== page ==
I enjoyed this study and the presentation. the evolution of our relationship with religion and God is interesting and the professor keeps his views at bay while offering a full scope the American religious history.
2 of 2 people found this review helpful
No matter what, you can't deny how religion helped form the United States. This courses covers many of these groups, how they made America, what impact they had on its history, and how it has been used to make changes. It starts in England and moves through the two Great Awakenings, new religions, Martin Luther King, religion in the civil rights, and then other religions that make up America.
Professor Allitt was great because he is religious but he is from England so he has knowledge from the outside and on the inside. Any history is worth studying and this is no different.
I am a fan of Christian history. Even though I have read a number of books and taken multiple classes on Christian history, there is so much to learn. The Great Course’s lecture on American Religious History is from professor Patrick Alitt. He is a British (Anglican) immigrant to the US. So he brings a unique perspective as an outsider to American Religious history.
I certainly would not have organized the class in the way that he did, but I did learn a number of things. Most of the focus was on post-Civil War history, which is good with me. I have read more about early American Religious history anyway.
Some Christians may be surprised by the inclusion of non-Christian religious history here, but the lecture on Native American religious history, the inclusion of information on Mormons, Muslims, Jewish and other religious history is necessary to the whole story of religious history in the US. In many ways I think some of these minor subjects should have been covered in more depth. But there is so much that can be theoretically covered, that it is hard to complain too much about the balance of choices.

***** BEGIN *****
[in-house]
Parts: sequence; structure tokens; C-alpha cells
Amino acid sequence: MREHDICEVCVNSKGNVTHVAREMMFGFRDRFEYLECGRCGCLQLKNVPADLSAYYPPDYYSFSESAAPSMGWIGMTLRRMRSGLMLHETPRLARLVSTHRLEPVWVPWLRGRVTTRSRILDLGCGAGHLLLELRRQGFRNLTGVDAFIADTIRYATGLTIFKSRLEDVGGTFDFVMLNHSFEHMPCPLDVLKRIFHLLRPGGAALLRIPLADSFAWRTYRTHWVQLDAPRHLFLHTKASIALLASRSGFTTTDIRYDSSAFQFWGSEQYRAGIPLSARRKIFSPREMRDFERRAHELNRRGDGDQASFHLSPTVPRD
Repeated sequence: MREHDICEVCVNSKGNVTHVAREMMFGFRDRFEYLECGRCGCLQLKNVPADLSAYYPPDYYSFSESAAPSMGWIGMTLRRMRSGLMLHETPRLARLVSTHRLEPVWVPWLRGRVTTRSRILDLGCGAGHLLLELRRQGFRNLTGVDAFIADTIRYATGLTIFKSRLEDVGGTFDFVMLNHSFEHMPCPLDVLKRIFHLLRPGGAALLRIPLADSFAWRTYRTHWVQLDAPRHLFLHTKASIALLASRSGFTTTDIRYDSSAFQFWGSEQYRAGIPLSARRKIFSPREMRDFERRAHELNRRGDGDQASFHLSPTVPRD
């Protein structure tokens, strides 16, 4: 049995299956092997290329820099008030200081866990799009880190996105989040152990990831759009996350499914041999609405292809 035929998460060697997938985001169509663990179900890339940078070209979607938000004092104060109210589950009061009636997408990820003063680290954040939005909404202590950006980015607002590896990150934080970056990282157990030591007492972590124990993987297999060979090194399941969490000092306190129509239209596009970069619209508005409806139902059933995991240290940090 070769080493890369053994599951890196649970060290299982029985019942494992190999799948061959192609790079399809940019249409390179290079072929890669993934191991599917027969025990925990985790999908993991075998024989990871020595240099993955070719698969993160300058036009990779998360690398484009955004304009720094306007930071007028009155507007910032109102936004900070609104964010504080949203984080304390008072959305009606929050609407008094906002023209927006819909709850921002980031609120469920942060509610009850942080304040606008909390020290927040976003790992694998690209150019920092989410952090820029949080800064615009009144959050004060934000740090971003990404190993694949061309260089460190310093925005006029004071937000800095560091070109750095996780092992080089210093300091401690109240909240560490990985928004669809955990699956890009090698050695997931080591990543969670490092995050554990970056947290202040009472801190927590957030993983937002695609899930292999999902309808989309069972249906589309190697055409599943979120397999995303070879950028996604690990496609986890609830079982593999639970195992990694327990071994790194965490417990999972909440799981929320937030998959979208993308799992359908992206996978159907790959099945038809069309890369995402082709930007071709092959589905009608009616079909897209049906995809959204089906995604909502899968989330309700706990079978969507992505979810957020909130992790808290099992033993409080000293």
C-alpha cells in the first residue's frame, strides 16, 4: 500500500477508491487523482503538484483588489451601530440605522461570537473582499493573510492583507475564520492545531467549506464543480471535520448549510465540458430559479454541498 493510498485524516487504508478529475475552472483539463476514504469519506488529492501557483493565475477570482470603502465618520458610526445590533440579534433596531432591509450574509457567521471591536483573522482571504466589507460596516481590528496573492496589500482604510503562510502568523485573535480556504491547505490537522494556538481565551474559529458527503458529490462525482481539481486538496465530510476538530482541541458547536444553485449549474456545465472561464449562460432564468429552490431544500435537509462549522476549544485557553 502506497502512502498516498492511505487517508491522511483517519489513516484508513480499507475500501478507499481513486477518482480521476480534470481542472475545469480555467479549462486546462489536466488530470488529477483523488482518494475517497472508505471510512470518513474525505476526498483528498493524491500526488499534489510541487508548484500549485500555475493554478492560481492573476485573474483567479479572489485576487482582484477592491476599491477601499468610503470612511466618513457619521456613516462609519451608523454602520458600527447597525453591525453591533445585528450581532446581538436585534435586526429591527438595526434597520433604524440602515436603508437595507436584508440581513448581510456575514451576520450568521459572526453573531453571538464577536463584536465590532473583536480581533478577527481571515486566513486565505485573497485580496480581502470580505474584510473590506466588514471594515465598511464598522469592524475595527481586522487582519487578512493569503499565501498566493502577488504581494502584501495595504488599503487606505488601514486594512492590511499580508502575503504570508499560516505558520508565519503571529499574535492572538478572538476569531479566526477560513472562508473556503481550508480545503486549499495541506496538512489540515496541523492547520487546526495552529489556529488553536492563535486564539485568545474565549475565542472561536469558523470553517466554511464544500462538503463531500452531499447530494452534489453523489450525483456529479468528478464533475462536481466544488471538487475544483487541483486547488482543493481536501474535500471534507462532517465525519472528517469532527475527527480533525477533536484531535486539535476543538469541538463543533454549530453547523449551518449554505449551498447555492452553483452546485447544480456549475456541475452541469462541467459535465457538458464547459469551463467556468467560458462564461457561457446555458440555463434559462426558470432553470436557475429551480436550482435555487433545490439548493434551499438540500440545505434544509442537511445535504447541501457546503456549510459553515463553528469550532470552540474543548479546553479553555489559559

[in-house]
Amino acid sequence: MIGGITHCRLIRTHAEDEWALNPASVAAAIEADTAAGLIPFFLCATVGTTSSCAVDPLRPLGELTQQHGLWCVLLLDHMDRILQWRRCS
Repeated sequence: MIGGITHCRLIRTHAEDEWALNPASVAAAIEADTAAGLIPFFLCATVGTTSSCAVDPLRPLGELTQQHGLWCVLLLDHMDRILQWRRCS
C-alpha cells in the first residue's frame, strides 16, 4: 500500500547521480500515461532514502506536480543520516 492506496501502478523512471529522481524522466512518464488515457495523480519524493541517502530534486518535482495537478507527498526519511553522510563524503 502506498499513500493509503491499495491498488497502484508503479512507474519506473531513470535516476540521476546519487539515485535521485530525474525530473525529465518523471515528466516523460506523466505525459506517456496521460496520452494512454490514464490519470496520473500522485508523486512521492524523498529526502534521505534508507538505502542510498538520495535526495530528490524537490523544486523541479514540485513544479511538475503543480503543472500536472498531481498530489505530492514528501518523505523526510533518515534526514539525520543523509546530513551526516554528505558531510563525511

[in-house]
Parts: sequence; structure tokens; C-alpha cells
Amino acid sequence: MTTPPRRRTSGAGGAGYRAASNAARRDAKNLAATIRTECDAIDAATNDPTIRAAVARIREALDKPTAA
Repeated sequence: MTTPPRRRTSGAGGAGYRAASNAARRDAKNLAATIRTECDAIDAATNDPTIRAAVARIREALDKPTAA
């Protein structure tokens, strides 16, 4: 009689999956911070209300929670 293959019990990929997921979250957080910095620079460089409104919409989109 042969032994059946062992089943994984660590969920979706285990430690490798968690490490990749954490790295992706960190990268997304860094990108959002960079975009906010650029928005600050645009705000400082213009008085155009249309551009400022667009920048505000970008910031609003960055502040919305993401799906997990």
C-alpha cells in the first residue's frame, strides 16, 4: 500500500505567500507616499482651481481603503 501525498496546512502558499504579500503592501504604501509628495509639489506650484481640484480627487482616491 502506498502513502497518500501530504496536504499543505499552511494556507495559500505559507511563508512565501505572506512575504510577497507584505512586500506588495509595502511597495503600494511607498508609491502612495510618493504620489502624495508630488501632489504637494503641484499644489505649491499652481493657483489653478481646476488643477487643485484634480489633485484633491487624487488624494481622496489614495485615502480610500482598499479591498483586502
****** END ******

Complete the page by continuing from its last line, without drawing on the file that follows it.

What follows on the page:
While I did enjoy it, I did not think it was as good as The History of Christian Theology, but it was worth listening to.
Allitt is one of my favorite lecturers. Wonderful voice. Smart. No hidden, or visible, ideological agenda.
If you want a solid chronological religious overview of the United States, look no further.
Almost no wasted words as our professor churns through these deep waters at a brisk pace yet helps you feel that you're getting a solid look at each vantage point.
A different, and fascinating look at American history. The narration is engaging, clear, and fair to the religious traditions of America.
I found these lectures extremely informative. The professor also uses excerpts from primary sources which make the lectures colorful and memorable. I wish the lecturer had more empathy for the persons he lectures about, but overall he did an excellent job.